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Brown’s cannabis bill may end up null and void

Simeon Brown’s bill proposing a crack-down on synthetic cannabis has passed it’s first reading.

The bill calls for harsher penalties on those who supply synthetic cannabis, as well for an inquiry into support for those addicted.

However, there has been a promise of a referendum for the personal use of cannabis by the end of the current government’s term.

Meaning that, in a sense, this bill, if it passes it’s third reading, but the public votes for personal use of cannabis to be legalised, than the bill may end up being null and void.

So is this bill worth the effort?

Time to grizzle about Mark Richardson

Mark Richarson is at it again, complaining about how “all millennials do is grizzle.” 

“All they do is grizzle,” he {Richardson} said, after Duncan Garner brought up new research suggesting more than half of Millennials are facing a ‘quarter-life crisis’.

How empathetic. I bet if this was about those who were suffering mid-life crisis’s, he would be a lot more empathetic.

Who comes up with this rubbish?

“I’d argue that Millennials are in a constant state of crisis really.

“That’s all I hear out of young people nowadays, grizzle about this, grizzle about that. Complain that this isn’t fair, complaining about that.

“How about getting off your asses and doing some work?”

Who’s doing the grizzling now?

First, Richardson is putting all Millennials into one group, which completely isn’t fair.

Second, Millennials don’t complain any more than any other generation.

Third, we are working. Working long hours so that you can have a nice retirement. Saving for decades so we can finally buy a house of our own.

And yes, quarter-life crisis are a thing.

So, on the behalf of Millennials everywhere, I would like to request that Mark Richardson show some empathy.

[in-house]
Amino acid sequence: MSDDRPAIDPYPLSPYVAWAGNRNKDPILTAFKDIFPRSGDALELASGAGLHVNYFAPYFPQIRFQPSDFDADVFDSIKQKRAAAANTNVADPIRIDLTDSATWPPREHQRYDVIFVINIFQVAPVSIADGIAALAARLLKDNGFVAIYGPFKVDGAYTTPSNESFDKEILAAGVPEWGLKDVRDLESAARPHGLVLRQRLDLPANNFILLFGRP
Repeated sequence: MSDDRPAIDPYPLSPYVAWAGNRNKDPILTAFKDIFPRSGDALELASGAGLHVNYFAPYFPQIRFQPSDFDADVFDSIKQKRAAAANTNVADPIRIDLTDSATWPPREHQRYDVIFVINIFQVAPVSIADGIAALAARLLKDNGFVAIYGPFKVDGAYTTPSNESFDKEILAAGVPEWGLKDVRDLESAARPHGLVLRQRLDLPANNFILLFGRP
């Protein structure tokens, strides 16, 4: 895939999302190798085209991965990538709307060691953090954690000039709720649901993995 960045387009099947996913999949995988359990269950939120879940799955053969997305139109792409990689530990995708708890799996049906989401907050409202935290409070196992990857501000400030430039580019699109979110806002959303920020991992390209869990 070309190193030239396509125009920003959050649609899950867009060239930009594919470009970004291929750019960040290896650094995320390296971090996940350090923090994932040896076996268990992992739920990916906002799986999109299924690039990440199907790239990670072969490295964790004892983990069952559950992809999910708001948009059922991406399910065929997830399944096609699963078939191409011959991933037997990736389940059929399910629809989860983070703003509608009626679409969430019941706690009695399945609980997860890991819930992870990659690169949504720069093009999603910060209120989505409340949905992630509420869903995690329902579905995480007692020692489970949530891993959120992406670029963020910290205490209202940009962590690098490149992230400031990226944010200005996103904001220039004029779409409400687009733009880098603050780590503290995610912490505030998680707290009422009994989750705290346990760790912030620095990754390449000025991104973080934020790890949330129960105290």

And we’d also like to request that he stop grizzling about us.

 

 

England and Russia at each others throats

Basically, a whole lot of shit is going down between the UK and Russia.

The Brits are accusing the Russians of poisoning one of their double agents.

Russia then ignored a deadline for them to explain how they used a nerve agent against their spy/agent.

So the Brits then expelled 23 Russian diplomats, and tensions are at a high not seen since the end of the cold war.

But, I’m probably not the best person to explain all this. Here is a much better explanation:

Sums it up pretty nicely.

Here’s hoping to a peaceful, diplomatic solution to all of this.

National focusing on Auckland

David Farrar recently compared Labour and National’s front benches. 

One of the more interesting thing to note is National has a far more MPs from Auckland.

It’s a sound strategic move from Bridges.

First, the last party leader since to win an election who was from outside of Auckland was Jim Bolger, back in 1990.

Given Bridges is from Tauranga, going Auckland heavy makes sense.

However, in the last election National actually increased it’s vote in Auckland electorates that would generally be considered Labour strongholds, like Mangere, New Lynn, and Manukau East.